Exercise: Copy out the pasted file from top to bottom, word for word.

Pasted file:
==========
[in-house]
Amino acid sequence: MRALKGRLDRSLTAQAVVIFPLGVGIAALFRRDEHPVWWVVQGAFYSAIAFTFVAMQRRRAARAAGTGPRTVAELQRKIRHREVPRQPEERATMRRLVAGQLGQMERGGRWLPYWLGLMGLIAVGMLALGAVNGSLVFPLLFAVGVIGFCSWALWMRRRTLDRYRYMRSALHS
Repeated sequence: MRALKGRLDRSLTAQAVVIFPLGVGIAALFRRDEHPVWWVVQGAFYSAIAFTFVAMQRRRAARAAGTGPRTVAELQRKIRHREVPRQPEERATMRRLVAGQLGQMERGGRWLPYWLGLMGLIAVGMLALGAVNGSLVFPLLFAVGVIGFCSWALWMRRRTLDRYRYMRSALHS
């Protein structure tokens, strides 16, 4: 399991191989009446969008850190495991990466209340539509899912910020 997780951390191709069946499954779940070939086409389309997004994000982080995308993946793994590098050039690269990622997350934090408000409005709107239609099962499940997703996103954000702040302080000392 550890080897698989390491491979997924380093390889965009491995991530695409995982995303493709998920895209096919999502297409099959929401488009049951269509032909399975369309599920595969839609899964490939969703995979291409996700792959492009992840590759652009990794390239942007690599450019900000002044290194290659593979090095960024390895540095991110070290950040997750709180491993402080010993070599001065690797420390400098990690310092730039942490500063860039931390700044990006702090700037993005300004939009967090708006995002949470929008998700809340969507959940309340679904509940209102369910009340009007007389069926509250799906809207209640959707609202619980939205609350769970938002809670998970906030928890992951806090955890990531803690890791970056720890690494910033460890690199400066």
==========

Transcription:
[in-house]
Amino acid sequence: MRALKGRLDRSLTAQAVVIFPLGVGIAALFRRDEHPVWWVVQGAFYSAIAFTFVAMQRRRAARAAGTGPRTVAELQRKIRHREVPRQPEERATMRRLVAGQLGQMERGGRWLPYWLGLMGLIAVGMLALGAVNGSLVFPLLFAVGVIGFCSWALWMRRRTLDRYRYMRSALHS
Repeated sequence: MRALKGRLDRSLTAQAVVIFPLGVGIAALFRRDEHPVWWVVQGAFYSAIAFTFVAMQRRRAARAAGTGPRTVAELQRKIRHREVPRQPEERATMRRLVAGQLGQMERGGRWLPYWLGLMGLIAVGMLALGAVNGSLVFPLLFAVGVIGFCSWALWMRRRTLDRYRYMRSALHS
């Protein structure tokens, strides 16, 4: 399991191989009446969008850190495991990466209340539509899912910020 997780951390191709069946499954779940070939086409389309997004994000982080995308993946793994590098050039690269990622997350934090408000409005709107239609099962499940997703996103954000702040302080000392 550890080897698989390491491979997924380093390889965009491995991530695409995982995303493709998920895209096919999502297409099959929401488009049951269509032909399975369309599920595969839609899964490939969703995979291409996700792959492009992840590759652009990794390239942007690599450019900000002044290194290659593979090095960024390895540095991110070290950040997750709180491993402080010993070599001065690797420390400098990690310092730039942490500063860039931390700044990006702090700037993005300004939009967090708006995002949470929008998700809340969507959940309340679904509940209102369910009340009007007389069926509250799906809207209640959707609202619980939205609350769970938002809670998970906030928890992951806090955890990531803690890791970056720890690494910033460890690199400066």